Res econ 262- 4/11/17
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Intro- The switch from command and control policy to incentive-based policy. An emission tax is
the easiest form of the incentive-based policy.
When you have uncertainty and asymmetric info, things get complicated.
Uncertainty- firm does not know marginal abatement cost.
Asymmetric info- when someone knows more about information than someone else
As long as the MAC is lower than the tax- the firm will reduce its emissions. It is cheaper for the
firm to bear the additional abatement cost of reducing emissions than to pay the tax.
On the other hand: As long as MAC is higher than the tax, the firm will not control its emissions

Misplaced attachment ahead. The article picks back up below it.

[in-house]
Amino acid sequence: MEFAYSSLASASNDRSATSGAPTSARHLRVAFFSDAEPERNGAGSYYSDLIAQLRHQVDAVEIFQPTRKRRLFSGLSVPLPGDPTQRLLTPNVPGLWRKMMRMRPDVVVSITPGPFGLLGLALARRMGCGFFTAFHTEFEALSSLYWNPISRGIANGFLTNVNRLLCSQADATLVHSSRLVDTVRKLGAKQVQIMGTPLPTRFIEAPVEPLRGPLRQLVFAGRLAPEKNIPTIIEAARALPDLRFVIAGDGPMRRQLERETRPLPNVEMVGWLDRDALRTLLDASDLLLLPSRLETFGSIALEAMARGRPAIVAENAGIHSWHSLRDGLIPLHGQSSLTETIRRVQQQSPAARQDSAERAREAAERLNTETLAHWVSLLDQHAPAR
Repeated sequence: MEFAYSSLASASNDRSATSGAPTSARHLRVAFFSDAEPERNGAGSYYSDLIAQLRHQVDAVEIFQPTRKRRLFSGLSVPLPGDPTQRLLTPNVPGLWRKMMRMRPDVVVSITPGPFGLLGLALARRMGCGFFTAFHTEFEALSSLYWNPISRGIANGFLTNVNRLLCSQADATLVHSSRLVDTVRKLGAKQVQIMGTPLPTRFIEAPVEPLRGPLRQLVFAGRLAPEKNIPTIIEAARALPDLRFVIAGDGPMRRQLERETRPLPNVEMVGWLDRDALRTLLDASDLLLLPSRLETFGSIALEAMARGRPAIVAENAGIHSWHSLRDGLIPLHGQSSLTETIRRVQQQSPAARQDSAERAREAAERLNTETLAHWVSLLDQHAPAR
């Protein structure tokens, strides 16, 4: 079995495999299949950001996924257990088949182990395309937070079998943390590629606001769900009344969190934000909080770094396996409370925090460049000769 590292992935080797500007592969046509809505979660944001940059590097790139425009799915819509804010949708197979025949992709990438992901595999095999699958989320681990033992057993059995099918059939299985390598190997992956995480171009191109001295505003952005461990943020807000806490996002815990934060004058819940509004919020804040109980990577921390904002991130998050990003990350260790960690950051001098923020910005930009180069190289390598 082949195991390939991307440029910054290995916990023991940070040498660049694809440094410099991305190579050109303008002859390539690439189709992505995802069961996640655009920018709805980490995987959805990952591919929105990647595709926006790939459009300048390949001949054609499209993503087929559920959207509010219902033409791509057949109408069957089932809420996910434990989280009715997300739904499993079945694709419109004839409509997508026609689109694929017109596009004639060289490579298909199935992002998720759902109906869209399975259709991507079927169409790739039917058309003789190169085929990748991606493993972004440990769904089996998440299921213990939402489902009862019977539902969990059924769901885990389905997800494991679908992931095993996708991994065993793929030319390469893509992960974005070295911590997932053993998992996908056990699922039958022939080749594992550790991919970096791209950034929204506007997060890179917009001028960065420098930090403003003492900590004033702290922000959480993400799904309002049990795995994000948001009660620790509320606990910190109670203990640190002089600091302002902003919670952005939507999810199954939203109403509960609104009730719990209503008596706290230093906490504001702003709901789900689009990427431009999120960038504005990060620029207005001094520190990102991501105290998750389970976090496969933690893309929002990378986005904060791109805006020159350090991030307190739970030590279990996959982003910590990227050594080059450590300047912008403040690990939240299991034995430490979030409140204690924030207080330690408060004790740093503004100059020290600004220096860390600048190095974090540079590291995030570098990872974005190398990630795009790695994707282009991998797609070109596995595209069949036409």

(its cheaper to pay the tax than to control the emissions)
. If the environmental authority knows the firm’s MAC it can induce any level of emissions it
wants by choosing the appropriate tax. However, if it is uncertain about the firm’s MAC, then it
will not be able to guarantee that the firm will choose the level of emissions that it wants.
With its estimated MAC the regulator will impose the tax t , hoping that the firm will respond by
choosing E . But the firm doesn’t do this. It equates t to its true MAC and chooses E > E 0
emissions. Thus if the regulator underestimates MAC, emissions will be higher than the target.
If the regulator over-estimates MAC, the firm’s emissions will